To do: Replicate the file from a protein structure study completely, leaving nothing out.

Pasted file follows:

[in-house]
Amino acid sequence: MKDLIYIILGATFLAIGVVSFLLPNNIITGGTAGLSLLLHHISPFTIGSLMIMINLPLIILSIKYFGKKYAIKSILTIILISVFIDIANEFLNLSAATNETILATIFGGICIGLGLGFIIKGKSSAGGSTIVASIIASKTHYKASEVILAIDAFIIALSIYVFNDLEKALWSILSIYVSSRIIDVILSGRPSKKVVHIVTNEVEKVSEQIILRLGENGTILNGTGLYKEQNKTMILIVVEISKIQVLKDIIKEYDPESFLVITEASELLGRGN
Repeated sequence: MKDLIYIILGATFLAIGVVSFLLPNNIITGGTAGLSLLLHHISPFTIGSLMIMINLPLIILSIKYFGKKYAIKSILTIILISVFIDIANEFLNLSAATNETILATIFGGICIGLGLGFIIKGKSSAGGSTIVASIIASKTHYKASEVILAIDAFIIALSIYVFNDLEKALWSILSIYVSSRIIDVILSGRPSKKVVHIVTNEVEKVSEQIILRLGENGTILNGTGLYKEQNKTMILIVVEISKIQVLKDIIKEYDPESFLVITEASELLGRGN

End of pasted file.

[in-house]
Amino acid sequence: MKDLIYIILGATFLAIGVVSFLLPNNIITGGTAGLSLLLHHISPFTIGSLMIMINLPLIILSIKYFGKKYAIKSILTIILISVFIDIANEFLNLSAATNETILATIFGGICIGLGLGFIIKGKSSAGGSTIVASIIASKTHYKASEVILAIDAFIIALSIYVFNDLEKALWSILSIYVSSRIIDVILSGRPSKKVVHIVTNEVEKVSEQIILRLGENGTILNGTGLYKEQNKTMILIVVEISKIQVLKDIIKEYDPESFLVITEASELLGRGN
Repeated sequence: MKDLIYIILGATFLAIGVVSFLLPNNIITGGTAGLSLLLHHISPFTIGSLMIMINLPLIILSIKYFGKKYAIKSILTIILISVFIDIANEFLNLSAATNETILATIFGGICIGLGLGFIIKGKSSAGGSTIVASIIASKTHYKASEVILAIDAFIIALSIYVFNDLEKALWSILSIYVSSRIIDVILSGRPSKKVVHIVTNEVEKVSEQIILRLGENGTILNGTGLYKEQNKTMILIVVEISKIQVLKDIIKEYDPESFLVITEASELLGRGN